We recently attended the Future Stores event in Seattle where we had the pleasure of hosting a roundtable session with 40 retailers spanning several industries. We posed three questions: What is driving animosity between store and digital channels; what makes creating a unified commerce experience so difficult; and, if you could go back 10 years, what would you tell your future self?

What do you think still drives animosity between store and digital channels?

Associate (store employee) compensation and attribution was the overwhelming and immediate reason retailers said a wedge exists between channels. One retailer summed it up by sharing that their store associates actually hide when they see a customer walk in with an online package, so they don’t have to take a hit on an in-store return.

Each retailer has their own unique challenges, so there’s no silver bullet for solving the issue of associate compensation for cross channel transactions. However, several retailers found success through various methods of addressing not only associate compensation but also an organizational understanding of unified commerce experiences including:

  •       Enable stores to resell merchandise returned to them from an online purchase
  •       Tie online purchases to stores by applying regions and/or zip codes to digital sales
  •       Base compensation on the result of the total business vs. a single channel
  •       Share omnichannel demand metrics with store associates to drive ownership and awareness of the store’s impact on the larger organization

It is clear that unless everyone in the organization, especially associates who are the face of your brand, are onboard for your omnichannel vision, success will be hard be elusive, at best.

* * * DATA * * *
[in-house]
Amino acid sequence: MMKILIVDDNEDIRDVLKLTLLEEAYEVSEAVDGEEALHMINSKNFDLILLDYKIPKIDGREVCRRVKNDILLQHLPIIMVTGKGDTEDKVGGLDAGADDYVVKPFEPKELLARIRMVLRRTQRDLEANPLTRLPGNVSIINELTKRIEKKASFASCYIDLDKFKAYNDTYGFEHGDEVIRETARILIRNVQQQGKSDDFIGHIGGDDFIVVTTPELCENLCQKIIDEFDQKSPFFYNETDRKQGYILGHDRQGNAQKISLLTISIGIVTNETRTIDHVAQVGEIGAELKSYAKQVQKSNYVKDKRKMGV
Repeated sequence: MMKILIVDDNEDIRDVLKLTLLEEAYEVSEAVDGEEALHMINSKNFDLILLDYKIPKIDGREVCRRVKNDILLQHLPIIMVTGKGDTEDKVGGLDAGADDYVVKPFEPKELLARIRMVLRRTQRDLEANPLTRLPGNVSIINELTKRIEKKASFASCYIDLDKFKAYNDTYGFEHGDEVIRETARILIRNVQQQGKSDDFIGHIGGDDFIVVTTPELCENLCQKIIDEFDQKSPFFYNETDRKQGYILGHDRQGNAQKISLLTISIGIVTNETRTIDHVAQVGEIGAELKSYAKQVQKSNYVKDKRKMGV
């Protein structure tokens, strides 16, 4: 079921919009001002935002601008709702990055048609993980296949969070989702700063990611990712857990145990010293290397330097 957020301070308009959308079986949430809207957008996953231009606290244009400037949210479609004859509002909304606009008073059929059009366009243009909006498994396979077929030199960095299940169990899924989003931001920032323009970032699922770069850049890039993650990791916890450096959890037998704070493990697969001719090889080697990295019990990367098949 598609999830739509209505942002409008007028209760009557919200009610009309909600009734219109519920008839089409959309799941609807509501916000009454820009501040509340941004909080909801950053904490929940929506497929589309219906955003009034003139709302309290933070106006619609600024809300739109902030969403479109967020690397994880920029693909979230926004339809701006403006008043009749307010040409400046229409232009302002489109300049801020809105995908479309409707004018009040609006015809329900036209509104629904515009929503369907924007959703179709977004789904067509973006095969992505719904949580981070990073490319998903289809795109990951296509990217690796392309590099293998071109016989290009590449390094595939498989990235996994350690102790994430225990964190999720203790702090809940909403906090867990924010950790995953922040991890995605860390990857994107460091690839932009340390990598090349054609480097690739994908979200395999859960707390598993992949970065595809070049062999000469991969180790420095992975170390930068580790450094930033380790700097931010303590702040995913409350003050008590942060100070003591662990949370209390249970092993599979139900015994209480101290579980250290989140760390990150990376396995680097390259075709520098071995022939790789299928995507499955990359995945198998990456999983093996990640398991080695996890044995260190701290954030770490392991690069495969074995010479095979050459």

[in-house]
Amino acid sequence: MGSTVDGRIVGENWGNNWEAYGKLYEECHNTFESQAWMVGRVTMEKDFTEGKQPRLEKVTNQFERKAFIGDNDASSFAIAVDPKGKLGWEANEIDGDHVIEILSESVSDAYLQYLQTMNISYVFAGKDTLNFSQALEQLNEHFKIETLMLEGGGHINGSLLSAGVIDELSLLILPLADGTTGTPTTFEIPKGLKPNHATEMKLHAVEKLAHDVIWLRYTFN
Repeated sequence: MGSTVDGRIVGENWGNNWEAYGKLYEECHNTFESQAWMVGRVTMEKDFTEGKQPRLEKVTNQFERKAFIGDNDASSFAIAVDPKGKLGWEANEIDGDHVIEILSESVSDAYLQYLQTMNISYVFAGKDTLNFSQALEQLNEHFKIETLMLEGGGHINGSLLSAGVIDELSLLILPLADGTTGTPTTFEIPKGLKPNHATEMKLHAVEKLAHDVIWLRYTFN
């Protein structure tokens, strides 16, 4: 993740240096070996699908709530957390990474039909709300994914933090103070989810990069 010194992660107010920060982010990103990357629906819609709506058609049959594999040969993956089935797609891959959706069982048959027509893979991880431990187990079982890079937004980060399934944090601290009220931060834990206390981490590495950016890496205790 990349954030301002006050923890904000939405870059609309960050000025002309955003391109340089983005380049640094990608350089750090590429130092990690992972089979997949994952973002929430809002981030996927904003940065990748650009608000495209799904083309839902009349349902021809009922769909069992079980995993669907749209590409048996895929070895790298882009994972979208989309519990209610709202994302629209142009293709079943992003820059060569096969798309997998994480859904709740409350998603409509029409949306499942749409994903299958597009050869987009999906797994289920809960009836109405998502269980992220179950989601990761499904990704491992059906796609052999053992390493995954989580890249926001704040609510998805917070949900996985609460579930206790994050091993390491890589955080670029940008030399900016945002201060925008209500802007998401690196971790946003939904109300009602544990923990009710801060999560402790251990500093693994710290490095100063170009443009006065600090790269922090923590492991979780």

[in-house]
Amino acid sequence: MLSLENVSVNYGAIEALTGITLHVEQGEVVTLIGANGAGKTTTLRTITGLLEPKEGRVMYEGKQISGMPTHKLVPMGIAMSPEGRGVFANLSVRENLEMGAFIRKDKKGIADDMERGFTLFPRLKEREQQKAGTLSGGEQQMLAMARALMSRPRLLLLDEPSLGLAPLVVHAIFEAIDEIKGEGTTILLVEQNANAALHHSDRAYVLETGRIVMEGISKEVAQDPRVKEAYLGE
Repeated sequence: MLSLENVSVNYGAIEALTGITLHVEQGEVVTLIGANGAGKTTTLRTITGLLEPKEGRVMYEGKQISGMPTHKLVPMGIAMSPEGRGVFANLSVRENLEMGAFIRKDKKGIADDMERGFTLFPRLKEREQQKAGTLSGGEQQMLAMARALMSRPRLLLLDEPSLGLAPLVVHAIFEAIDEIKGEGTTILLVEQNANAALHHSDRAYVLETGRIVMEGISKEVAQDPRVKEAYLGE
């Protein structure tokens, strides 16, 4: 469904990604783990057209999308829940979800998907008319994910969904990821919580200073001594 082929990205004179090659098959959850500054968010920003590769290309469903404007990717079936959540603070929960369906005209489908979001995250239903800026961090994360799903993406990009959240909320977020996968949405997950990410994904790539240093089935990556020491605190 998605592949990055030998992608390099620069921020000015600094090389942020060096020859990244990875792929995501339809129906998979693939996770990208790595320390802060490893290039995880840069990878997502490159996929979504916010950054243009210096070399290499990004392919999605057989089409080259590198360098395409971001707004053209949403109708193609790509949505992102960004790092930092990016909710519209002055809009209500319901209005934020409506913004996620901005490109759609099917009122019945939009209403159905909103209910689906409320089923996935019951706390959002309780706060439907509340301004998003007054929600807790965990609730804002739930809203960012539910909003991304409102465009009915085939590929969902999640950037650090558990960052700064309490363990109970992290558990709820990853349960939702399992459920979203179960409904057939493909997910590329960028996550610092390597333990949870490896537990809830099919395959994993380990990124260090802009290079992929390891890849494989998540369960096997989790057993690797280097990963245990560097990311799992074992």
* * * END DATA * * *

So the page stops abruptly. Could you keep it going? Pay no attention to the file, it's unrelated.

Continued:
What makes creating unified commerce experiences difficult?

Unified commerce is a complex enough endeavor that there is not one (or three or four) reasons to explain its difficulty. The challenges span technology and the organization.

Retailers are finding it difficult to overhaul legacy systems in which they have invested years, and untold dollars, building. At the same time, established retailers with legacy systems are being challenged by new and nimble competitors just entering the market or expanding their footprint.

Retailers are operating in a time where business needs seem to be at odds with each other. For example, retailers say that associates are key to the success of unified commerce, but at the same time these retailers are facing declining foot traffic in stores and increasing labor costs. It boils down to the fact that creating unified commerce experiences isn’t easy. If it were, retailers would have already done it. Moving forward, retailers need to focus on their target customers, reflect on the brand experiences they are providing, and streamline operations to become more flexible.

At the Salesforce XChange conference in May, two brands, Kiehl’s and Oasis, shared their experiences implementing some elements of unified commerce. It’s an eye-opening, honest, and helpful to other retailers looking to do the same.

If you could go back 10 years what would you tell yourself/organization?

“If we only knew then what we know now.”

It’s something we can all relate to. Retailers at the roundtable sounded a strikingly common theme – unification. If they could go back ten years, they’d:

  •       Create a central data source. Why? Because data (particularly making use of reams of customer data) is a major source of competitive advantage.
  •       Cross-pollinate teams to avoid creating silos with competing agendas
  •       Use one P&L to drive the business
  •       Realize that it’s about your brand winning – not a single channel
  •       Invest in business intelligence earlier

However, it seems that few retailers are taking their own advice. While they know the direction they want to go, taking that first step has proven to be difficult.

Having the chance to hear retailers from across industries discuss their insights on creating unified commerce experiences was incredibly enlightening and produced several key takeaways:

  •       Your organization must be aligned, from top to bottom, according to your organizational goals
  •       The impact of delivering unified commerce experiences changes based on your time in the market, and requires not only technology but also operational changes
  •       Don’t allow the fear of shifting future shopping preferences paralyze your progress towards transformation today